GREEN LAKE, Wis. (SPECTRUM NEWS) — Wisconsin's Hemp Pilot Program is in its third and final year before regulations are finalized this fall.
Hemp farming started in Wisconsin in 2018 after decades of the crop being illegal to grow. Congress made hemp federally legal with the 2018 Farm Bill.
In the third year of the pilot program, there are 1,510 farmers signed up to grow hemp in Wisconsin — about 20 more than last year. The biggest jump of the three years happened in 2019 as applications jumped from 257 in year one to 1,491 in year two.
Of the hemp farm applicants, 772 were new to the crop, meaning about half of the hemp farmers in 2019 got out, but roughly the same number of farmers replaced them.
“There still is an educational component that we have to work to make sure that those new coming into the program understand the requirements,” said Leeann Duwe, a spokesperson with the Wisconsin Department of Agriculture, Trade and Consumer Protection (DATCP), the agency responsible for regulating the crop.
Before harvest, hemp needs to be tested for THC, — the part of marijuana that causes a high. If the crop is above .3 percent THC, then it needs to be destroyed.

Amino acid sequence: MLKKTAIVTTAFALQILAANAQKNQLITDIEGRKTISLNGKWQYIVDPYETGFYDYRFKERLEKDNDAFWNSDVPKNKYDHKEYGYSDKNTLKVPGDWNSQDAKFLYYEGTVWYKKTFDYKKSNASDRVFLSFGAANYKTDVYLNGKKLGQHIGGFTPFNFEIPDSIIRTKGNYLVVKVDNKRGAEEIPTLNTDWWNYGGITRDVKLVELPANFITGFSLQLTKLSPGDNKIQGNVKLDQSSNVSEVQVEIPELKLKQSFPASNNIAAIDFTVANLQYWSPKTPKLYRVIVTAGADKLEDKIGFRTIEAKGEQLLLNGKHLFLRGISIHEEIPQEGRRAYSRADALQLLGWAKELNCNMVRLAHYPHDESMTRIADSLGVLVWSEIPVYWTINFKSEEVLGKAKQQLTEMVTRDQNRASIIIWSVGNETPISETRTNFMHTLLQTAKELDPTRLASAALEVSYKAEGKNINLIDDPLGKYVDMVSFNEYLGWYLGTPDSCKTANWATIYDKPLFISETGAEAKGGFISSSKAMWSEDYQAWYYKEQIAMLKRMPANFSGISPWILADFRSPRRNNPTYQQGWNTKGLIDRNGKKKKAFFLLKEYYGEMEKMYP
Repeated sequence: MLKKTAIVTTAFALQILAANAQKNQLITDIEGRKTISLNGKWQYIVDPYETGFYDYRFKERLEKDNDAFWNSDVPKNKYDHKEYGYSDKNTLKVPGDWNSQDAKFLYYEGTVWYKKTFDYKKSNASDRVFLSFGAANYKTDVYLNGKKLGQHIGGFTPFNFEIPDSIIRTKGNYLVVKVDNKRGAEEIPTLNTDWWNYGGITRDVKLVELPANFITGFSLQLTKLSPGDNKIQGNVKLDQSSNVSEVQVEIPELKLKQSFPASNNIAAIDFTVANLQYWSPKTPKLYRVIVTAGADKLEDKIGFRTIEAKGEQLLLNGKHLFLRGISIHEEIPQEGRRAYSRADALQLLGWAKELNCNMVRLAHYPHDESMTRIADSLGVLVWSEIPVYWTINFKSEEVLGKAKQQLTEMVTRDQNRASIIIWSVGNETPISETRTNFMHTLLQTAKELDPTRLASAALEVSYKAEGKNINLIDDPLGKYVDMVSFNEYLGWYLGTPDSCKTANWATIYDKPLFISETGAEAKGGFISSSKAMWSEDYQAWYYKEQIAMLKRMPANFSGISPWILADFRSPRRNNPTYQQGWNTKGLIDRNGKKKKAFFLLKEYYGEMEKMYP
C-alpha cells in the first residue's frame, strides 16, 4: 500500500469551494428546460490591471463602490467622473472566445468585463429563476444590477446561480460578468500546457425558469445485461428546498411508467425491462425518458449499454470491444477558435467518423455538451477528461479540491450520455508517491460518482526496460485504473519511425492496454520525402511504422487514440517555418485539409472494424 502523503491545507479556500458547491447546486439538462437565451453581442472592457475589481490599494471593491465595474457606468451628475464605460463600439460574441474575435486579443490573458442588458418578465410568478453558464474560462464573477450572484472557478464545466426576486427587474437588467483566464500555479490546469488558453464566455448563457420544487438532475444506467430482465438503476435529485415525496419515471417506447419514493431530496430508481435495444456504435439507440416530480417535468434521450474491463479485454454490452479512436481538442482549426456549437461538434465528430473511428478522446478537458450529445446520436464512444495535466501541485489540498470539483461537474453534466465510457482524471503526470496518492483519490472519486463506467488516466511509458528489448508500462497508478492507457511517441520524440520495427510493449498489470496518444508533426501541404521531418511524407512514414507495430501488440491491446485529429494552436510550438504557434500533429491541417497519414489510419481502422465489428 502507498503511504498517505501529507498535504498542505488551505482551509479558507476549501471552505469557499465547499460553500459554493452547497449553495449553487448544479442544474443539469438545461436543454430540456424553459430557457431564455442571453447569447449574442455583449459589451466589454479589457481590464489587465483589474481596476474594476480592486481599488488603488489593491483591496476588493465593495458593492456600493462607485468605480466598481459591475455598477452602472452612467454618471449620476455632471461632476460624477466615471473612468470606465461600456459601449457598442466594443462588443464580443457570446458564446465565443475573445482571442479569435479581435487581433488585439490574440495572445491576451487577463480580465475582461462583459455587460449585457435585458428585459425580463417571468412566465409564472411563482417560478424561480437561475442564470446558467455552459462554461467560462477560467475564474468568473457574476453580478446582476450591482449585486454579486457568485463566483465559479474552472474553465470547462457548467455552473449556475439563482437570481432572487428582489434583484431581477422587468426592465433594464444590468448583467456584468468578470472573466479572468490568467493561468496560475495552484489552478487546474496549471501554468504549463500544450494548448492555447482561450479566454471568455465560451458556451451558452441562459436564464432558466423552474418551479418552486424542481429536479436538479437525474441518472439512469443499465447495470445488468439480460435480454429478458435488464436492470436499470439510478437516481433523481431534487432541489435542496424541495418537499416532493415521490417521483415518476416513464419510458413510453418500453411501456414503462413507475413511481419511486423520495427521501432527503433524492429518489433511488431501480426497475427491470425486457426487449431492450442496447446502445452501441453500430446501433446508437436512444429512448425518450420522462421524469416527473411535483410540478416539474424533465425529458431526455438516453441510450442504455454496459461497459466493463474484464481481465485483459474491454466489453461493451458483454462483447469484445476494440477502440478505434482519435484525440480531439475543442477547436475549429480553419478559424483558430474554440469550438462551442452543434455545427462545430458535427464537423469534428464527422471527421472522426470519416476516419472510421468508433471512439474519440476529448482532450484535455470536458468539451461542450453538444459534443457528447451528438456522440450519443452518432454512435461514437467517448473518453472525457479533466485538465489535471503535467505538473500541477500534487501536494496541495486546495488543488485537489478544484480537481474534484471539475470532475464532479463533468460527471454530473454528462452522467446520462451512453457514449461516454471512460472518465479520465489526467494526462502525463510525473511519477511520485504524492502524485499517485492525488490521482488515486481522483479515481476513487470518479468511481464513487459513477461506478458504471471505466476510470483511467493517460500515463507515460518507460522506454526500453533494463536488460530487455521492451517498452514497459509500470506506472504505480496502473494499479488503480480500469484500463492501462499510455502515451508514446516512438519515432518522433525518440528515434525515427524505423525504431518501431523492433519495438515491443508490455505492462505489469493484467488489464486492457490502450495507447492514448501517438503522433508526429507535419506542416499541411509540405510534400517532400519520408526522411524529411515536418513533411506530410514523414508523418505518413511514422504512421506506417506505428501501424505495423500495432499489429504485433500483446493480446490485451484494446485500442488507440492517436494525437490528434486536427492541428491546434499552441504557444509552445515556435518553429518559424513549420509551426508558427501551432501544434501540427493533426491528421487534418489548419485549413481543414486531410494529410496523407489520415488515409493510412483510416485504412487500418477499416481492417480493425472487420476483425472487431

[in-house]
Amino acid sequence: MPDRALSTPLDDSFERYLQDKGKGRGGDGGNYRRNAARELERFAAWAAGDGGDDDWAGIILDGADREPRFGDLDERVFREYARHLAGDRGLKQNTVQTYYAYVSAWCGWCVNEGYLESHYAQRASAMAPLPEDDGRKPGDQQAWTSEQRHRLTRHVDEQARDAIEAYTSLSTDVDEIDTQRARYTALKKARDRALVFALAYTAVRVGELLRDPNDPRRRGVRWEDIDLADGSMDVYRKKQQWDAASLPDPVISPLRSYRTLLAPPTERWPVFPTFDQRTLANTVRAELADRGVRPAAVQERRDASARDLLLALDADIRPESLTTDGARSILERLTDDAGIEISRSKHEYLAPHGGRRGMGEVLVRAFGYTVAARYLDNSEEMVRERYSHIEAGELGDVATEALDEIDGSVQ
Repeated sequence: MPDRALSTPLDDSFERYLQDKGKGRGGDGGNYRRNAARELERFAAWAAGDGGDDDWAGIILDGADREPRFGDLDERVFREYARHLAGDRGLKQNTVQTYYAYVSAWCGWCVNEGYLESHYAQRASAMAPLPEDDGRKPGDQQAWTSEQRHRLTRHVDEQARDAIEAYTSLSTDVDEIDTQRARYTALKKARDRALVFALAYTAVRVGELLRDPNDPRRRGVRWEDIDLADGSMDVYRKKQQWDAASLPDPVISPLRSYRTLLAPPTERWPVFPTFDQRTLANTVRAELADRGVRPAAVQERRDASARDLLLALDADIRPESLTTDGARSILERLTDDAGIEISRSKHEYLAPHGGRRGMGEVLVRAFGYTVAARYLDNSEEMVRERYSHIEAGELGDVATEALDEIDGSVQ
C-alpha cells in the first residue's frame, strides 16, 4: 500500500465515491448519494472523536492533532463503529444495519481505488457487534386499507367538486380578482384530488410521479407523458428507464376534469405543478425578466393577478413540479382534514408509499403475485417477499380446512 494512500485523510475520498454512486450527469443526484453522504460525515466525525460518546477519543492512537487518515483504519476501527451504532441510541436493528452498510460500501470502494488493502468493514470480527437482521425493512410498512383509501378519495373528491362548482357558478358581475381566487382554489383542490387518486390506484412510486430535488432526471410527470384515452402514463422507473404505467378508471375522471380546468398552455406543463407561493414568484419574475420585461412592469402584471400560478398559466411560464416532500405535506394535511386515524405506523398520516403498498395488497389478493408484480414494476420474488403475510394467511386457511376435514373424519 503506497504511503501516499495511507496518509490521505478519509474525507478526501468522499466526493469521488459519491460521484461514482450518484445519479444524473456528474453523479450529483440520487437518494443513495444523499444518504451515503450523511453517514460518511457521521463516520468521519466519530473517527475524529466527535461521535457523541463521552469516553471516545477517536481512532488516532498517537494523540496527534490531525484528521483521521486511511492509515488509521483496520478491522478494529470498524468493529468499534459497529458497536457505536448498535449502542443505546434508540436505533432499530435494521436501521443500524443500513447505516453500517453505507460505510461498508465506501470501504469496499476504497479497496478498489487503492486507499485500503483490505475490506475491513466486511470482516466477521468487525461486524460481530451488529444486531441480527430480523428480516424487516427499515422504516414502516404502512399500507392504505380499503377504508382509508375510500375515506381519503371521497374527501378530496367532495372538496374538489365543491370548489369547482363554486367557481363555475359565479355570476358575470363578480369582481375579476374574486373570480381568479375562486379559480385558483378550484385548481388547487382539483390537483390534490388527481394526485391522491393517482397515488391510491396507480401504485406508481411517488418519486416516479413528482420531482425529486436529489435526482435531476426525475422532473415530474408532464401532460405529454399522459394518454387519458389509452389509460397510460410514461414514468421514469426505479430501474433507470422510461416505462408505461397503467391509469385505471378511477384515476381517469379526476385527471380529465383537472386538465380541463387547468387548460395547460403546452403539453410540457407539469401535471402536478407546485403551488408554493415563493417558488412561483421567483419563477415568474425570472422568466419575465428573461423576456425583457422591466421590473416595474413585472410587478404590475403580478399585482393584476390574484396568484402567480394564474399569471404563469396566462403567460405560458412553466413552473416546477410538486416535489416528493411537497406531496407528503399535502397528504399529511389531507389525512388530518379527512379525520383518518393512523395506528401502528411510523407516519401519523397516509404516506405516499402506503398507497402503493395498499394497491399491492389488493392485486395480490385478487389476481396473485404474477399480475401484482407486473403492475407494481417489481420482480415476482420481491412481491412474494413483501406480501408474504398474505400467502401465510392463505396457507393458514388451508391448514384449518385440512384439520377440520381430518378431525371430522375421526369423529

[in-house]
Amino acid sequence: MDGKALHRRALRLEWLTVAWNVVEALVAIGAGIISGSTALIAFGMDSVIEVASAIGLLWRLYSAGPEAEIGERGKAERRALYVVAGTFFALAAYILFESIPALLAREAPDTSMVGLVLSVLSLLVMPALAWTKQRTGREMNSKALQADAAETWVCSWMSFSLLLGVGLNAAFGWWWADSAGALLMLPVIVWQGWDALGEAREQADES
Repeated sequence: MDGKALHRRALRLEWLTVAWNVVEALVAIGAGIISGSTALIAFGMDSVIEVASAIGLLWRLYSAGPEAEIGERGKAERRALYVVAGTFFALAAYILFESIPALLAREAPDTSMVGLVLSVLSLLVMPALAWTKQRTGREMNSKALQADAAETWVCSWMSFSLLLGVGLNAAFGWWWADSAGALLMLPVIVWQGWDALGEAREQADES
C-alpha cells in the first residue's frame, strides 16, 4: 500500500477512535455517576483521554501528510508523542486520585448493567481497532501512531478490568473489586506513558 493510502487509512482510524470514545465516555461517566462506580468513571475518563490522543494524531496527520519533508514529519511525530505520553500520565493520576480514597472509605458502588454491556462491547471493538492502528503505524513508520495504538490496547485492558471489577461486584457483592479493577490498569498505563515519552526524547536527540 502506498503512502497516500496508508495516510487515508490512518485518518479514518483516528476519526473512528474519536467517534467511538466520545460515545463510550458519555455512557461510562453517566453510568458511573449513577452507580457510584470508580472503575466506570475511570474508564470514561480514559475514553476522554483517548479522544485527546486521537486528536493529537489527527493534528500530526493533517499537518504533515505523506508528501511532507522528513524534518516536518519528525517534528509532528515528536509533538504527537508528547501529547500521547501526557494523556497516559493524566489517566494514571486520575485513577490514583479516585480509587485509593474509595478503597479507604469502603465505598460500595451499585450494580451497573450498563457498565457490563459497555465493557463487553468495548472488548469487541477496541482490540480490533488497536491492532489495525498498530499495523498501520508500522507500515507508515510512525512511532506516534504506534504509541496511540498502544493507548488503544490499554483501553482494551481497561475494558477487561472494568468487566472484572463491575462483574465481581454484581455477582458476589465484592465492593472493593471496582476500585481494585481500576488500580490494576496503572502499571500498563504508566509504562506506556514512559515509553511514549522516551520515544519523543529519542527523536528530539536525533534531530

DATCP is tasked with testing the fields, which needs to be done close to harvest. It made for a complicated task for the agency in 2019 as they hired more staff to try and keep up with the tests around Wisconsin.
“Hindsight is always 2020, so we've got last year to refer back to on how that went and we're looking to improve upon that for this year for a smoother testing and sampling process,” Duwe said.
Duwe said DATCP has hired more staff this year to test the crop, and the new hires are placed strategically around the state.
In Wisconsin, about 14 percent of hemp fields tested too high for THC. Some farms blamed DATCP and testing delays for their crop going "hot."
Jay Selthofner, a hemp farmer near Green Lake, said the testing wasn't the issue.
“I don't think the DATCP system is the biggest obstacle to growing and processing hemp. I think growing and processing hemp is the biggest obstacle to it,” Selthofner said.
Selthofner has grown hemp in all three years of the pilot program. He grows several varieties and processes them on the farm into CBD products as part of his company Heritage Hemp Farm.
Selthofner farms several commodities. He said the regulations surrounding hemp aren't far off from any of the other crops he grows.
“It's just like any other state program now, little bit of paperwork, a little bit of filing,” Selthofner said.
The Pilot Program sunsets on Oct. 31 and the state's permanent regulations will have to align with the USDA's, which has released interim final rules.
DATCP is hosting a public hearing at 1 p.m. on Thursday about the USDA rules.
Selthofner thinks the regulations will look similar moving forward for farmers like himself. He feels that Wisconsin is positioned well to add hemp as a large economic driver in the future.
“Wisconsin's in a unique place to actually be a leader in that,” Selthofner said.
Hemp farmers are asked to notify DATCP 30 days out from a desired harvest date. After the notification, the agency will work on scheduling a time for crop testers to come to the farm and collect samples.